Carla Waters appeals from her conviction of first degree arson. She was sentenced to seven years; two years to serve in a state penal institution followed by five years on probation.
1. Appellant was accused of causing her home to be set on fire in order to recover insurance proceeds. She objects to the warrantless search of the premises during the early morning daylight hours immediately after the fire was extinguished. The search resulted in the seizure of debris samples from the basement of the premises. Laboratory analysis of the samples revealed the presence of kerosene. While the state admits that the Fourth Amendment search warrant requirement normally applies to fire scenes, it claims that an exigent situation existed which justified the search of appellant's residence.
The Assistant Fire Chief testified that his suspicions as to the origin of the fire were aroused when he noticed that the fire was hotter than normal for a dwelling fire, that it took longer than normal to extinguish, and that the refrigerator was almost empty. He felt this latter finding to be unusual as three people resided in the house. Because a rekindle of the fire can occur up to eight hours after a fire is controlled, the area was secured and firefighters remained on duty with a "charged line" to fight any flare-ups. During the time the firefighters remained on duty, the investigating officers entered the scene and obtained samples for analysis.
Michigan v. Tyler, 436 U. S. 499 (98 SC 1942, 56 LE2d 486) (1978), and Michigan v. Clifford, ---- U. S. ---- (104 SC 641, 78 LE2d 477) (1984), hold that the Fourth Amendment search warrant requirement applies to fire scene searches with certain exceptions. In Clifford, supra at 646, the court reaffirmed the holding in Tyler that once firefighters were in the building they did not need a warrant to remain for a reasonable time after the blaze was extinguished in order to investigate the cause, since the aftermath of a fire often presents exigencies that will not tolerate the delay necessary to obtain either the owner's consent or a warrant. An example of an exigency that would justify a warrantless entry is given as the immediate threat of a rekindle. In the instant case, the search was done as soon as safely possible in the daylight hours during the period a rekindle was possible while the firefighters remained on duty with a charged line. We find no merit in appellant's contention.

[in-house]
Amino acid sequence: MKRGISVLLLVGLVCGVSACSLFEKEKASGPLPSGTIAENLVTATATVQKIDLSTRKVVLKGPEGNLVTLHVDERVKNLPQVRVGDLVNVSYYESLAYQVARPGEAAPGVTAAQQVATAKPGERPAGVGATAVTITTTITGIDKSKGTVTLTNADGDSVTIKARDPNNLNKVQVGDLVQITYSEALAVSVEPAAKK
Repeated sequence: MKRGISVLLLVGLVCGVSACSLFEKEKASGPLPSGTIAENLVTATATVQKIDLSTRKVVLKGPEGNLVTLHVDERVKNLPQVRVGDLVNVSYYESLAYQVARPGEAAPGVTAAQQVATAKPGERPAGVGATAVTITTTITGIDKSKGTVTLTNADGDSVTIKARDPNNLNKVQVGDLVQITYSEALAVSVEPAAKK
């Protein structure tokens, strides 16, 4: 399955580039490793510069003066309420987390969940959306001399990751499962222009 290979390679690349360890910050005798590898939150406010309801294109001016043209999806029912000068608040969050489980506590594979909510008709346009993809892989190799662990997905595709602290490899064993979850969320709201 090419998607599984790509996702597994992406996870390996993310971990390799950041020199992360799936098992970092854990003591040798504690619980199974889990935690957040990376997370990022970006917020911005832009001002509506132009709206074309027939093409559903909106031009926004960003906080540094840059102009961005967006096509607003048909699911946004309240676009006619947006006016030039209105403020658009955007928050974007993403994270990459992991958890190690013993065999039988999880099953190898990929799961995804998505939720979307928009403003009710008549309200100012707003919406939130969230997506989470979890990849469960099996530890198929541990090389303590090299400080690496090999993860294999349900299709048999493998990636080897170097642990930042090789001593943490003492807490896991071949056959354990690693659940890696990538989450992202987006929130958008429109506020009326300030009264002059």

2. The trial court properly exercised its discretion in permitting the replaying of a tape recording to the jury. Byrd v. State, 237 Ga. 781 (229 SE2d 631) (1976)
. It was also not error for the court to fail to give cautionary instructions sua sponte concerning any evidence that is replayed to the jury after it has returned. As appellant did not request any such instructions to be given following the replaying of this evidence, he has not raised a basis for objection in this court. Fletcher v. State, 159 Ga. App. 789
, 790 (285 SE2d 762
3. Appellant claimed she reported a blackmail attempt by Wanda Branson to her brother and called him to the stand to testify as to this report. The state objected and appellant contends the trial court erred in sustaining the objection because it was admissible under the "course of conduct" exception to the hearsay rule as set forth in OCGA 24-3-2
. A review of the transcript reveals that this evidence was not admissible under OCGA 24-3-2
as contended by appellant because there is nothing in the transcript to indicate that appellant's brother acted upon what she had told him, and, in any event, the brother's conduct is not an issue at trial. Momon v. State, 249 Ga. 865 (294 SE2d 482) (1982)
4. Appellant was indicted under OCGA 16-7-60